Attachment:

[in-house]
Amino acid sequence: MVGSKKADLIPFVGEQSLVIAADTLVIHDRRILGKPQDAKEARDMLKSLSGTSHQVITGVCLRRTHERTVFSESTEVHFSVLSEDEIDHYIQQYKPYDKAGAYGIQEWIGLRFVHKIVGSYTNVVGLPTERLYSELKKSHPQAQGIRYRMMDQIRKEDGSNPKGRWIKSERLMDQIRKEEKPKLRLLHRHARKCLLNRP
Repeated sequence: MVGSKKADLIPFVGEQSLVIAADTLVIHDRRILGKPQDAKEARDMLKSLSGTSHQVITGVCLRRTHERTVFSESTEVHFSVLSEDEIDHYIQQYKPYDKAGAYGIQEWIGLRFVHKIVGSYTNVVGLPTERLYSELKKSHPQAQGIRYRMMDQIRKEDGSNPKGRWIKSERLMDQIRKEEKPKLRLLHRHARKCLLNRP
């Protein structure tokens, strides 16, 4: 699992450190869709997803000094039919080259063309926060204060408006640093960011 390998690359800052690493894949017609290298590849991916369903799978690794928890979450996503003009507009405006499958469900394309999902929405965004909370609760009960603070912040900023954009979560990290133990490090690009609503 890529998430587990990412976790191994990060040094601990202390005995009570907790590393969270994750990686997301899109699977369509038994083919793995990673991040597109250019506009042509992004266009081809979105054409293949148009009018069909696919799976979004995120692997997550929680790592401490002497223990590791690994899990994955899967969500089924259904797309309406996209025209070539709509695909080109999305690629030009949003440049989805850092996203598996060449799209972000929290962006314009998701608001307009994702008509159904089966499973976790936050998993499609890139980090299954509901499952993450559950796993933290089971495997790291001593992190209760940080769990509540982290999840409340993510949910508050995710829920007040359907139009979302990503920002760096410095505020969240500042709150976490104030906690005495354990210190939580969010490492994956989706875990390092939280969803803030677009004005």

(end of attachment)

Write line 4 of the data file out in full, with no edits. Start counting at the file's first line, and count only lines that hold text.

């Protein structure tokens, strides 16, 4: 699992450190869709997803000094039919080259063309926060204060408006640093960011 390998690359800052690493894949017609290298590849991916369903799978690794928890979450996503003009507009405006499958469900394309999902929405965004909370609760009960603070912040900023954009979560990290133990490090690009609503 890529998430587990990412976790191994990060040094601990202390005995009570907790590393969270994750990686997301899109699977369509038994083919793995990673991040597109250019506009042509992004266009081809979105054409293949148009009018069909696919799976979004995120692997997550929680790592401490002497223990590791690994899990994955899967969500089924259904797309309406996209025209070539709509695909080109999305690629030009949003440049989805850092996203598996060449799209972000929290962006314009998701608001307009994702008509159904089966499973976790936050998993499609890139980090299954509901499952993450559950796993933290089971495997790291001593992190209760940080769990509540982290999840409340993510949910508050995710829920007040359907139009979302990503920002760096410095505020969240500042709150976490104030906690005495354990210190939580969010490492994956989706875990390092939280969803803030677009004005």